The Golf Specialist (1930) relies heavily on a persistent trope in Fields' work that involves his character being victimized as he attempts to do something and is constantly interrupted. Here, he plays J. Effingham Bellweather, a braggart of a golfer attempting to impress a young woman with his prowess on the green. However, all of his attempts are constantly undermined by his malicious golf caddy, an absurdly silent character in an oversized hat. The funniest scenes involve a custard pie that Fields gets stuck all over his hands so that newspapers, handkerchiefs, and everything else clings to him while he attempts to maintain dignity in giving his golf demonstration. Like many of his films, The Golf Specialist includes an oft-repeated line, this one being, "Now stand clear and keep your eye on the ball." Whenever Fields says this, you know that disaster is going to strike.
The Dentist (1932), one of Fields' first collaborations with legendary comedy producer Mack Sennett, is also his most notorious short film. It is notorious not only for its generally sadistic nature, but because it ran into trouble with the Hays censor board, which felt that a particular scene in which Fields, as a mean-spirited dentist, tries to pull out a woman's tooth had too many sexual overtones. Granted, the scene is obviously meant to resonate with sexual innuendo, as the woman has her exposed legs wrapped around Fields' waist as he pushes back and forth trying to get the tooth out. Although it seems fairly tame today, it is still a riotous sequence in one of Fields' funniest (and meanest) short films.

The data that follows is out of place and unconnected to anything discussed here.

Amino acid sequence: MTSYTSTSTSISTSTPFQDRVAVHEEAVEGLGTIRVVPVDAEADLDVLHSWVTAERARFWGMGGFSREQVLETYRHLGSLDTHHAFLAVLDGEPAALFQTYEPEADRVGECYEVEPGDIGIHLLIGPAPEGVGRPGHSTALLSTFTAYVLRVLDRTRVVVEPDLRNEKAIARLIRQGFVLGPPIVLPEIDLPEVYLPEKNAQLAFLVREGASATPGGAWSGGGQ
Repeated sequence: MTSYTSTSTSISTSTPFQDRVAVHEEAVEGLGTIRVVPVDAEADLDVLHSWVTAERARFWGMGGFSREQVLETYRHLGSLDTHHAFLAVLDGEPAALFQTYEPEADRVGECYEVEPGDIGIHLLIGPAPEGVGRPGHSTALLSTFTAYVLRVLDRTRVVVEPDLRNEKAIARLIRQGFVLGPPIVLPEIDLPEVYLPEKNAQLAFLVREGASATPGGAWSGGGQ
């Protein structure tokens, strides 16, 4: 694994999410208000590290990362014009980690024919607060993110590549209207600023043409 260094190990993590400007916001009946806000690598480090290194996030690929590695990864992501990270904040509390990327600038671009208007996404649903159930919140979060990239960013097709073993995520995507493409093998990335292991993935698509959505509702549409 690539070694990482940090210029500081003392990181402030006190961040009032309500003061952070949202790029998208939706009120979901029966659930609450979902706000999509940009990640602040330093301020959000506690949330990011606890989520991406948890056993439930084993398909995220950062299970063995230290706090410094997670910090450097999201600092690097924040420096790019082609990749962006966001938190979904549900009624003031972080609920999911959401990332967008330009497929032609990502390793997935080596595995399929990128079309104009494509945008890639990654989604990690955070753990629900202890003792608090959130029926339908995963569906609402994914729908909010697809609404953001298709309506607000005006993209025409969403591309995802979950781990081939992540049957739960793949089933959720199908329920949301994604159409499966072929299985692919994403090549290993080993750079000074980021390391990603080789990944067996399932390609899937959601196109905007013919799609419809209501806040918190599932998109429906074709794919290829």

While all of his shorts were narratively inconsistent and often quite odd, none rival the sheer lunacy of The Fatal Glass of Beer (1933). Taking place in the frigid mountains of the Yukon, it casts Fields as a father whose son is on his way home from prison. The title of the short comes from a bizarre song Fields sings about his son in the first reel, although it never really connects with the rest of the film. There are jokes about miniature sled dogs and milking elks, and it includes what is probably Fields' funniest recurring line: Every time he steps outside, he declares in a portentous voice, "It ain't a fit night out for man or beast," and a second later he is pelted in the face with a flurry of snow. Yet, the whole short practically collapses beneath its own lack of inner logic. The jokes are funny, but it's hard to pay attention because the trajectory of the film is so muddled that it calls overt attention to itself.
Two others shorts filmed in 1933, The Pharmacist and The Barber Shop, are almost interchangeable in their narrative similarities (and in the fact that they were obviously filmed on the same set). In both films, Fields plays a working man (the titles indicate what he does) who lives upstairs from his shop with a family he loathes. The Pharmacist is the more caustic of the two, with Fields constantly threatening to do physical harm to his obnoxious, bow-headed young daughter who, at one point, eats their pet bird. Fields' dislike of cutesy children (especially little girls) is never so evident.